Any revolutionary still using it deserves arresting for stupidity as well as whatever revolution they were planning.

        • mike says:

          Max,

          Libel is most often used by the more powerful to attack the less powerful. Comparing it to the sale of drugs and, comparing that to contract murder suggests your priorities may be in line with the system in power but are off with common sense and lots of others reading this thread.

          It’s interesting that in your fictional example you chose the make it a newspaper editor attacking a less powerful individual – this is almost never how libel is used and shows you are being manipulative and bending the truth in an attempt to win a point by using an unlikely example. Newspapers can be sued for libel, but it’s often by people with far more money and resources then the independent newspapers in question, who are often trying to expose political corruption.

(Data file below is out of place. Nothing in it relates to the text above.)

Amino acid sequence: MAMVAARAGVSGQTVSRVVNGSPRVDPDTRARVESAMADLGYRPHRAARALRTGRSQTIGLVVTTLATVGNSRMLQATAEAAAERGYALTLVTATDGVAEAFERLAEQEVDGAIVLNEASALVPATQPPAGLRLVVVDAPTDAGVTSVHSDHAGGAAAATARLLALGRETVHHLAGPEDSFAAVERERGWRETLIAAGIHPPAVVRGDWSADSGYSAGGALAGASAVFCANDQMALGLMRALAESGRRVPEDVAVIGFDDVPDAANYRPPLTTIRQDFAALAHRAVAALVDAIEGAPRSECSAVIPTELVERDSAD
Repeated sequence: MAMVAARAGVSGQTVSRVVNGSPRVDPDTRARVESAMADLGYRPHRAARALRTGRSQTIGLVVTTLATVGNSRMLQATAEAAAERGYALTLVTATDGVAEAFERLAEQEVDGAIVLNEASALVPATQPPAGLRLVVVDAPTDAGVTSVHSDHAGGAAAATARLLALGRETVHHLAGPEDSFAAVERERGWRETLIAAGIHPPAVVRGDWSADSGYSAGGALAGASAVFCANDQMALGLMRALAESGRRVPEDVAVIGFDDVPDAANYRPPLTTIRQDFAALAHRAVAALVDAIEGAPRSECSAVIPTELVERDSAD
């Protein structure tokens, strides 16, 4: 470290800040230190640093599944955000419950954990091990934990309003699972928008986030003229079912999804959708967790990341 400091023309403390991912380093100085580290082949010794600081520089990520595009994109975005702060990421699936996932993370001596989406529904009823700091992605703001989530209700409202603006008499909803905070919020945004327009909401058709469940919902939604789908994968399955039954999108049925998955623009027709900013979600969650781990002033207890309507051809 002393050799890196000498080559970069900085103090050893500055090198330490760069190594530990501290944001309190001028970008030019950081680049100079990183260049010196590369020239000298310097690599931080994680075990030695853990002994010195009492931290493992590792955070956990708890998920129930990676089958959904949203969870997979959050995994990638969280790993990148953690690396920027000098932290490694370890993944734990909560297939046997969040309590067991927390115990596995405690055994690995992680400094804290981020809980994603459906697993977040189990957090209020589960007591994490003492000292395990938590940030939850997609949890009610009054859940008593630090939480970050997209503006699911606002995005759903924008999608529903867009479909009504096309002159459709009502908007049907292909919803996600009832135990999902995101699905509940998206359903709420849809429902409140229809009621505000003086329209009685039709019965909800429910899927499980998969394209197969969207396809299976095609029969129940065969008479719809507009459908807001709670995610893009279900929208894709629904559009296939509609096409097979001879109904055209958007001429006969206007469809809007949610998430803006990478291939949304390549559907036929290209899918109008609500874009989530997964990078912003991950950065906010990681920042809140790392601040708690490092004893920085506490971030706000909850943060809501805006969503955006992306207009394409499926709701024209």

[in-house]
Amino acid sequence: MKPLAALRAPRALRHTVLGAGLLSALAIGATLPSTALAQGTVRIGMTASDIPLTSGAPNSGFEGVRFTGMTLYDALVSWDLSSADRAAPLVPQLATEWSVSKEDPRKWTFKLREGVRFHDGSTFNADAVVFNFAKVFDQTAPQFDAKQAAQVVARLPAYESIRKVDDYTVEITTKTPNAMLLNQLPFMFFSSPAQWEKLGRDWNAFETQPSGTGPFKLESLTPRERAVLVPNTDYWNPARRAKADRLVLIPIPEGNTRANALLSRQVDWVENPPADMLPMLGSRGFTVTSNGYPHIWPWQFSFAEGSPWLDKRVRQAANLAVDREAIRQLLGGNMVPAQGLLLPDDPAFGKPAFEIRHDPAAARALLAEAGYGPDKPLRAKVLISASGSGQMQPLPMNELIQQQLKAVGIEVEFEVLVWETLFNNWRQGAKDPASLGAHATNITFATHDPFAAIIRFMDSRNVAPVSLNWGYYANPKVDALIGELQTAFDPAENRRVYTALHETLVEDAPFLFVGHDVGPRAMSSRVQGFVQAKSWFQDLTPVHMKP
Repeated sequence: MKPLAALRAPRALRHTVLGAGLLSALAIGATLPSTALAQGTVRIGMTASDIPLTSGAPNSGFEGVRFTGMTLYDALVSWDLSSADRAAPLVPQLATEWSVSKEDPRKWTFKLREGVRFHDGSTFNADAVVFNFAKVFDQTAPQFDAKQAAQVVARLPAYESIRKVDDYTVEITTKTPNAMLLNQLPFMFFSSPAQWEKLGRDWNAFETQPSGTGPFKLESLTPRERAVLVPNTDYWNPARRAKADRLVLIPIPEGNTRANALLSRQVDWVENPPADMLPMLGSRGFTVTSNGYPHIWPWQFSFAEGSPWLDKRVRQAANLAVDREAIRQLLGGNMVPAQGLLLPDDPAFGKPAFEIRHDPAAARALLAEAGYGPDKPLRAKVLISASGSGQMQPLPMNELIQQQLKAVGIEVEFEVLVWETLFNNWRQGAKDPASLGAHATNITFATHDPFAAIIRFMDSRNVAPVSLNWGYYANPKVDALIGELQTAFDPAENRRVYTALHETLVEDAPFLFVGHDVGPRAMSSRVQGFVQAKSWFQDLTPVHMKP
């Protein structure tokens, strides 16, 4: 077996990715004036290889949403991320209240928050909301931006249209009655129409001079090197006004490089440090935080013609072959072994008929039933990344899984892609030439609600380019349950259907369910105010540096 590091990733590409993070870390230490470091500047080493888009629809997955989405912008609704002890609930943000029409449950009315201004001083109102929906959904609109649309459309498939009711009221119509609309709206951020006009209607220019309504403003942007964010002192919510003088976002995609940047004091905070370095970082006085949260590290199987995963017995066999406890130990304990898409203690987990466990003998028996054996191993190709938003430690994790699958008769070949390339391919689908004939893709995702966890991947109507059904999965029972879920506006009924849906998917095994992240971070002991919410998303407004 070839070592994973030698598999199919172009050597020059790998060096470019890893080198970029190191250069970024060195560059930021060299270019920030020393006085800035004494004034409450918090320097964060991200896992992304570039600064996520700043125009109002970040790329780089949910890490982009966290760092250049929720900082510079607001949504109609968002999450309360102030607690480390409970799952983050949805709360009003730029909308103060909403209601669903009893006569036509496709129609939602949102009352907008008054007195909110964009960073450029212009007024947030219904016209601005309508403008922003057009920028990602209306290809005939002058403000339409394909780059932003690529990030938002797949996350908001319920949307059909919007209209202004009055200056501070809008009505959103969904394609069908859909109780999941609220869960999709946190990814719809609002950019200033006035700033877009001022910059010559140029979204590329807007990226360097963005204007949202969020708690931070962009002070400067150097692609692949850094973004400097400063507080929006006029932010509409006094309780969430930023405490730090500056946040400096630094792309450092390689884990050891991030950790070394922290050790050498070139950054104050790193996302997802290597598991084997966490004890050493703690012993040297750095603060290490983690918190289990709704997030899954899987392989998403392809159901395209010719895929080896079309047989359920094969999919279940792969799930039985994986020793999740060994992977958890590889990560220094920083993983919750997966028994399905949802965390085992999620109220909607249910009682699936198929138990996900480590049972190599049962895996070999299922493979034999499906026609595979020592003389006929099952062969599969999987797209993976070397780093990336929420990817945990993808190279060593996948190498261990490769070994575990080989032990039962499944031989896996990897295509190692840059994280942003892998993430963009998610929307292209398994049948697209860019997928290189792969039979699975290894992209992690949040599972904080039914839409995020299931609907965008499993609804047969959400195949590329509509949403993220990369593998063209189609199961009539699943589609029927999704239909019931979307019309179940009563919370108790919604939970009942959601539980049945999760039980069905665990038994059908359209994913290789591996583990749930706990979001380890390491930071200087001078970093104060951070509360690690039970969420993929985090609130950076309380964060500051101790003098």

Finally, you announce someone should be arrested for making an unwise decision while under government surveillance or when being critical of people in power. You are either a troll or a sheep or a lackey. Either way you are simply wrong and out of touch.

        • Anonymous says:

          Newspapers regularly get fined for printing libel.

          Which is dreadful, because they’re the ones for whom libel is a serious concern. I’m sick of news printing and broadcasting outright lies about politicians and nobody caring, while normal citizens have to watch their step.

        • AirPillo says: